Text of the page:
He has been coaching Team Canada since 2006 til the summer of 2021. (with only a short break in 2016-2017)
In this Masterclass Glenn talks about his passion for developing players, what his goals are with the team's that he coaches, what some traits are that young coaches should develop, how he evolved his coaching style over the years...and much much more.
There are 14 video clips in this Masterclass, check them all out.
Glenn, thanks again for your availability and your time.
Glenn, why did you decide to commit to being a professional volleyball coach? What pushed you towards that decision?
So that evolved. I always loved sport. Since I've been a small boy, I don't know why I was so drawn to sport, hockey, track and field and everything.
I followed sport and I participated in sport. I was always very passionate about it.
I was going to become a teacher with my physical education degree if I was not going to pursue my volleyball career. But I pursued the volleyball career and became professional.
And I remember being in Europe in the different leagues and always writing down and taking notes what have happened in practice.
Even with the national team I wrote down things about what the coaches that I had were doing. So I always had that kind of perspective.
Initially I wasn't going to become a coach, but an opportunity came in 1993 at the end of my professional career at the university of Sherbrooke. I was 34 then, and it was a great opportunity for me to stay in sports, to become a volleyball coach which is the sport that I loved.
But the only thing though is that I needed to learn about coaching because I was a player then.
I have had some useful education from my university years and I 'knew' volleyball, but coaching was a different thing.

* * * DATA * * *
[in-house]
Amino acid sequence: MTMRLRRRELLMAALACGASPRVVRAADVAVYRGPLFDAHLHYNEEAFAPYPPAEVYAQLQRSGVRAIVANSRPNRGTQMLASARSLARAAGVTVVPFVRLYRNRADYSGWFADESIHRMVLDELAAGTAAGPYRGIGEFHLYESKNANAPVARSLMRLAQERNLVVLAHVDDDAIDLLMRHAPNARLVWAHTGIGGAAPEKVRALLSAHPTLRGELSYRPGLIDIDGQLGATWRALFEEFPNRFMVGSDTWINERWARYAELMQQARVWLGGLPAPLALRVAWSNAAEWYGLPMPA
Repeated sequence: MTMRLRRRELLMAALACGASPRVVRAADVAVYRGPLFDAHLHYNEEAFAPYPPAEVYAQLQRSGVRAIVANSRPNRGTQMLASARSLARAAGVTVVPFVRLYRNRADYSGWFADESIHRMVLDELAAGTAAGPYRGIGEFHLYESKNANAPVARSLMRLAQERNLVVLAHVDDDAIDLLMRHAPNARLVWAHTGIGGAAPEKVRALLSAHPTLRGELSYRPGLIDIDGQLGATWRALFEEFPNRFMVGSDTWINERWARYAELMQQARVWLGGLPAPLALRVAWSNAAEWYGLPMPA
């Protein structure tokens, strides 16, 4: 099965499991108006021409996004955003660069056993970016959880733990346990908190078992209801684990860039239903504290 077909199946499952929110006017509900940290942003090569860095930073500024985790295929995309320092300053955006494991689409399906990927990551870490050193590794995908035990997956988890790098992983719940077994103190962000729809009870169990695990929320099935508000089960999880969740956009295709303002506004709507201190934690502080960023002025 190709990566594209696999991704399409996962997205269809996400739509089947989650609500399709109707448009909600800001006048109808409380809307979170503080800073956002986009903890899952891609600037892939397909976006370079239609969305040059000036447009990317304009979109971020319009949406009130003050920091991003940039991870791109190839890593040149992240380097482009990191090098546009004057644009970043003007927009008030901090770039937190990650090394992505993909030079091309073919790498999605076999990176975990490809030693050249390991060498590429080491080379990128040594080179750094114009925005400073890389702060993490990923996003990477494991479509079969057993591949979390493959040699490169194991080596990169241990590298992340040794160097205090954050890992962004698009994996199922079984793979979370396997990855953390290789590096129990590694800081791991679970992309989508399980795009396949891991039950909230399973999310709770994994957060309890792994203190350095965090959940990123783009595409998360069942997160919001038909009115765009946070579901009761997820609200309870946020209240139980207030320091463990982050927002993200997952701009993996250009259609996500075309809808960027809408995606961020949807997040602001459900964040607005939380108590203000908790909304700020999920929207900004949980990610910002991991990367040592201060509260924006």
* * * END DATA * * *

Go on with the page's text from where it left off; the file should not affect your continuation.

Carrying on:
So there was a whole process that was going to kick in then.
For sure passion drives you somehow somewhere, just something that triggers that choice and adventure, but for me it was just like, first things first I need to become a coach now.
I needed to leave that players role because there's a transition there that's not necessarily easy to do.
Luckily, I had a mentor that really, really was a huge influence in my coaching life. So we started that process, but I would say that that transitional process took about 4 to 5 years.
I needed that time where I stopped becoming a player gradually and started to become a coach.
Do you have a particular goal? Maybe a goal that you already reached or a goal that is so hard to reach that it gives you daily motivation?
Well, I would say that the complexity of developing an athlete is a goal as such.
You need to profile the athlete and see where they're at. Doesn't matter the age, the sex, the level of development. You make the profile and decide, okay, what's the strategy to develop this player?
I can set a goal, but then I have to establish a strategy, you know, what drills am I going to use?
Or what means of communication are we going to use so that person can fulfil that goal? And when do I implement and how do I measure this?
Because the person, once you set the goal, will need to have a set of measurements so that they can relate to something.
And you also need to be able to explain all that to them.
I love seeing when the learning kicks in, sometimes it takes a year for a young athlete or they come back the next season and it's clear:" Oh, boom, now he's got it."
This will always be the goal in the end.
It's a team sport, so kind of getting the team to play, not in perfect harmony, but to reach a level of harmonisation as a group that's so pleasing to watch win or lose.
It's so much fun to watch the group perform and execute the skills as a group and respond to cues as a group.
That for me is the ultimate goal.
How do you go about the individual development of the athlete?
The way I like to look at the game is well, you look at the court and you take the skills.
If you take the different skills you got: setting, serving, receiving, blocking, attacking, defending, and you take the 6 spots on the court.
And now you can valuate efficiency per position, skill and player.
Obviously a setter is more of a setter, but if your setter is only a setter, if he doesn't defend, doesn't block, doesn't serve well. Well he's executing just one skill and will likely cost you in the other skills.